Surface Laptop Go is the ideal travel companion
Review: The purpose of a lightweight device is defeated if you need to add on an external drive
The laptop has a decent number of ports, with a full-size Type A USB, a USB C and a headphone jack.
Product name: Microsoft Surface Laptop Go
Where to buy: www.microsoft.com
I’ve been a fan of the Surface Laptop since it launched in 2017. It combined the two things I needed: decent-sized keyboard for type and a touch screen for everything else. It was the right size to shove into my bag when I needed to work on the move. And it handled everything I could throw at it, including one very active toddler who has tried his best to destroy it in the past couple of years. Not only has it survived him repeatedly and deliberately standing on it while closed (with one crack to the screen that hasn’t affected its use at all) but it also bounced back from an unfortunate incident with bubble mixture that saw the keyboard deliver gibberish (I know, how could I tell the difference, you ask) for a couple of days.
So it was with interest that I opened the Surface Laptop Go. A smaller version of the current Surface Laptop, the Laptop Go is aimed at those who want a lighter laptop. It comes with a 12.4 inch screen, weighing in at 1.1kg, making it the ideal travel companion.
On the inside it comes with an i5 chip, and a choice of between 4GB and 8GB of RAM, with storage of 64GB to 256GB.
Taken at face value, the lowest spec – 4GB RAM and 64GB storage – won’t do much for you. The storage drive is quite small, and even if this is meant to be a second device, it’s a little too pricey at just under €640 to fulfil that role comfortably. It is also eMMC, which is a cheaper version of flash storage that can be slower than other solid state drives.
The mid-range one with 128GB of storage – which is SSD, rather than eMMC – is probably of more use, but you may find that drive fills up a little too quickly, and it defeats the purpose of going for a lightweight laptop if you need to add on an external drive because you can’t always rely on cloud storage.
The version I tested was the 256GB version, which came with 16GB of RAM. As far as using it as a work machine went, the Surface Laptop Go handled my virtual desktop and minimal image editing requirements without too much trouble. The keyboard was comfortable to type on, although it did divide opinion. While I found it reasonably comfortable, a quick poll of my (admittedly limited) office environment found that some thought the keyboard a little cramped, with some criticism of the keyboard travel. It’s a lot quieter than the original Surface Laptop though, which has its benefits.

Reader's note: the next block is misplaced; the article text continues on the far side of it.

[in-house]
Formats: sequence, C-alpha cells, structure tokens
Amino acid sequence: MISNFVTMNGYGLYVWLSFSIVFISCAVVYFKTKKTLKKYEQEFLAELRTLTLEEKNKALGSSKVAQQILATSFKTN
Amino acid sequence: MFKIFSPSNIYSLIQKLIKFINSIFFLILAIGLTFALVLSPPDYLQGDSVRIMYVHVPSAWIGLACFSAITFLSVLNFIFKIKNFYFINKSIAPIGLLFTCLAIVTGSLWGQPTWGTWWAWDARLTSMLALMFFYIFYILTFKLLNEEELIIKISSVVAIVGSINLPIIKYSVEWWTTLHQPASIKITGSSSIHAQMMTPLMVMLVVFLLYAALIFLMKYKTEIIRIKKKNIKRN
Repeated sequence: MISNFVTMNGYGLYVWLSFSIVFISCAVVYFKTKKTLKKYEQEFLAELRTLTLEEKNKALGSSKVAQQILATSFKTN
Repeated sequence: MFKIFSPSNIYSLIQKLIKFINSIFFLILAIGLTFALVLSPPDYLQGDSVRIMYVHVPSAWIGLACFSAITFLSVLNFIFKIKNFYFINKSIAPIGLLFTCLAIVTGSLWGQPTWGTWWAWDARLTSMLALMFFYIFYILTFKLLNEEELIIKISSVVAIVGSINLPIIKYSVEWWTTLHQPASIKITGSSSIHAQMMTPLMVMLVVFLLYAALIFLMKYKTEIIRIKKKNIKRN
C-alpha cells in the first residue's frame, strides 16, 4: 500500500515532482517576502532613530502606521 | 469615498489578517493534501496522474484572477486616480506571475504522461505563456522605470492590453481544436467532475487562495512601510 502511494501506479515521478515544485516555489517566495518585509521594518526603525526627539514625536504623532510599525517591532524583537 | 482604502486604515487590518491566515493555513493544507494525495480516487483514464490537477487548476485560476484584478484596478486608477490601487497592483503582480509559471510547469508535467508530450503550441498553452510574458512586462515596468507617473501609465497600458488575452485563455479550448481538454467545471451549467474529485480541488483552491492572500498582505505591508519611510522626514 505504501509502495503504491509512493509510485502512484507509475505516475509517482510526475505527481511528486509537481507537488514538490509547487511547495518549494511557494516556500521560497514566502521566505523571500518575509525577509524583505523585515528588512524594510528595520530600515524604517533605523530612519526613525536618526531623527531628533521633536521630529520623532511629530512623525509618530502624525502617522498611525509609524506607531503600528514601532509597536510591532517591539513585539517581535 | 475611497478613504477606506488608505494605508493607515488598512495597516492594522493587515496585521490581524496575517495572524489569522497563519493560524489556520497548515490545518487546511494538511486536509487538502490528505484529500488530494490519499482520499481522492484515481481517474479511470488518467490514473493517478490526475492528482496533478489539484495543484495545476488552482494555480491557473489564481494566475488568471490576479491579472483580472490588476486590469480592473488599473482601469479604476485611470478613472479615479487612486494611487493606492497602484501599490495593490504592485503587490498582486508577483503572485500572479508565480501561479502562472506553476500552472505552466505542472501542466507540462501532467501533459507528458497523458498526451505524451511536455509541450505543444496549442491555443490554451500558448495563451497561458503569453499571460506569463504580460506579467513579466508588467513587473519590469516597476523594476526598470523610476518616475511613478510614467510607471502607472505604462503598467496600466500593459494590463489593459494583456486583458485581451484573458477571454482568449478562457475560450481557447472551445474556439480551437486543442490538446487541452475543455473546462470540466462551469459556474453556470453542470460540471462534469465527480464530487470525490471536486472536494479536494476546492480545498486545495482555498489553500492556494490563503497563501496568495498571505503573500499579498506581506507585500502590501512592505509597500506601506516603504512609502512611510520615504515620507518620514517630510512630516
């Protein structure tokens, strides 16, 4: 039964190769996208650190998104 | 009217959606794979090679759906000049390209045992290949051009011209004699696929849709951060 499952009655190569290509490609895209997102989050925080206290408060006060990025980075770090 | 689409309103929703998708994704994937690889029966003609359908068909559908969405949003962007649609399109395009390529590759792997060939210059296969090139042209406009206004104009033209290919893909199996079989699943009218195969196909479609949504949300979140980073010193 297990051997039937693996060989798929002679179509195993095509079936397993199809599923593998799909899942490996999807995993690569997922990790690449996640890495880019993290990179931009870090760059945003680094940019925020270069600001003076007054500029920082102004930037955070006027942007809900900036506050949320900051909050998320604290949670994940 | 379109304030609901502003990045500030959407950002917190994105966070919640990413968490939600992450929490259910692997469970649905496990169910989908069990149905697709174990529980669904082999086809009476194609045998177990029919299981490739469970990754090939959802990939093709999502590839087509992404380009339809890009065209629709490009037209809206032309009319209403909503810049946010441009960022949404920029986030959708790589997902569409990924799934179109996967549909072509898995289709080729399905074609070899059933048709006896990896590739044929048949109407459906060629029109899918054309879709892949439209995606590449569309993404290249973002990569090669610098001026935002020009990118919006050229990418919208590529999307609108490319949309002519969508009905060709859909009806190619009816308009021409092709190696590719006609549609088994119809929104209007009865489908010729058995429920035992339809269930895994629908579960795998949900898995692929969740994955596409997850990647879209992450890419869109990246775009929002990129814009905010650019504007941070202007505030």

The 12.4in touch sensitive display has a 3:2 aspect ratio, which means you can fit a lot in. However, if you are all about the resolution, this is where the Surface laptop Go may fall down. It has a 1536 x 1024 resolution, which translates to 148 pixels per inch; that is far lower than the Surface Laptop 3, which has a 2256 x 1504 and 201 pixels per inch resolution. It’s not immediately obvious that the resolution is lower, but push it too much and you will see the difference.
The laptop has a decent number of ports, with a full-size Type A USB, a USB C and a headphone jack. The power cable is proprietary Surface, which is a little irritating when you have been used to USB C power adapters, but it’s not the end of the world.
As far as security goes, the Surface Laptop Go comes with a fingerprint reader built in to the power button, but no support for Windows Hello for facial recognition. That fingerprint reader is not available on the 64GB version, which is another reason to give that version a miss.
There are a few other things that are sacrificed too. The webcam is 720p resolution, rather than 1080, which you really notice when you fire up your video conferencing service. It is grainy and doesn’t cope well with any kind of difficult lighting conditions. The backlit keyboard is also absent. While that may not sound like much of a big deal –you could just move to somewhere that has better light – there are times when the lack of backlighting causes an issue.
The Surface Laptop Go is a good compromise for those who want portability but still need a keyboard. It is lightweight and for the average user will perform most tasks very well.
The not so good:
It’s hard to justify the price of the Surface Laptop Go when you can spend a similar amount of money on a much higher spec laptop, particularly at the more expensive end of the range. The lack of a backlit keyboard and the murky webcam are a particular annoyance.
The Surface Laptop Go fits in with the rest of the Surface lineup in terms of looks -- although the metal bottom case of the laptop has been replaced with a type of plastic.
A good portable option, if you aren’t bothered about the sacrifices.